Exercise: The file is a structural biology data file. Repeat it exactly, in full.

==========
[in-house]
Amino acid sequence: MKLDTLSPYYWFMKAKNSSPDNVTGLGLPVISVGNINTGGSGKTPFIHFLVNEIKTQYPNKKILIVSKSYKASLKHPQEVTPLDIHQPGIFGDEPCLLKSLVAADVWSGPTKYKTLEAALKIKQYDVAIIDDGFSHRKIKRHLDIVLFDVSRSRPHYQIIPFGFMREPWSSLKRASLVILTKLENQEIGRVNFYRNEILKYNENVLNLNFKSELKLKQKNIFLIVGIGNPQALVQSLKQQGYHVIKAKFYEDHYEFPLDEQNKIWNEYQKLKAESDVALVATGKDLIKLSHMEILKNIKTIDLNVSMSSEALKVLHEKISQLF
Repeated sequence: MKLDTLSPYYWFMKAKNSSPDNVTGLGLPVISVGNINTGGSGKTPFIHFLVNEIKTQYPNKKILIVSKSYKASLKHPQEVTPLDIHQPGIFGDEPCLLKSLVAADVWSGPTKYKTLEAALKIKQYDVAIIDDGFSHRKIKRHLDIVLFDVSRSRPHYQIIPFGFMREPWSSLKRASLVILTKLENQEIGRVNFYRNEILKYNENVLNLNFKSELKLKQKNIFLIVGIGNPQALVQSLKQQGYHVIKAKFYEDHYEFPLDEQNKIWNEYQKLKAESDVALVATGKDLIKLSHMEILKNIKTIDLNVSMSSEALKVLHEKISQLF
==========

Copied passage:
[in-house]
Amino acid sequence: MKLDTLSPYYWFMKAKNSSPDNVTGLGLPVISVGNINTGGSGKTPFIHFLVNEIKTQYPNKKILIVSKSYKASLKHPQEVTPLDIHQPGIFGDEPCLLKSLVAADVWSGPTKYKTLEAALKIKQYDVAIIDDGFSHRKIKRHLDIVLFDVSRSRPHYQIIPFGFMREPWSSLKRASLVILTKLENQEIGRVNFYRNEILKYNENVLNLNFKSELKLKQKNIFLIVGIGNPQALVQSLKQQGYHVIKAKFYEDHYEFPLDEQNKIWNEYQKLKAESDVALVATGKDLIKLSHMEILKNIKTIDLNVSMSSEALKVLHEKISQLF
Repeated sequence: MKLDTLSPYYWFMKAKNSSPDNVTGLGLPVISVGNINTGGSGKTPFIHFLVNEIKTQYPNKKILIVSKSYKASLKHPQEVTPLDIHQPGIFGDEPCLLKSLVAADVWSGPTKYKTLEAALKIKQYDVAIIDDGFSHRKIKRHLDIVLFDVSRSRPHYQIIPFGFMREPWSSLKRASLVILTKLENQEIGRVNFYRNEILKYNENVLNLNFKSELKLKQKNIFLIVGIGNPQALVQSLKQQGYHVIKAKFYEDHYEFPLDEQNKIWNEYQKLKAESDVALVATGKDLIKLSHMEILKNIKTIDLNVSMSSEALKVLHEKISQLF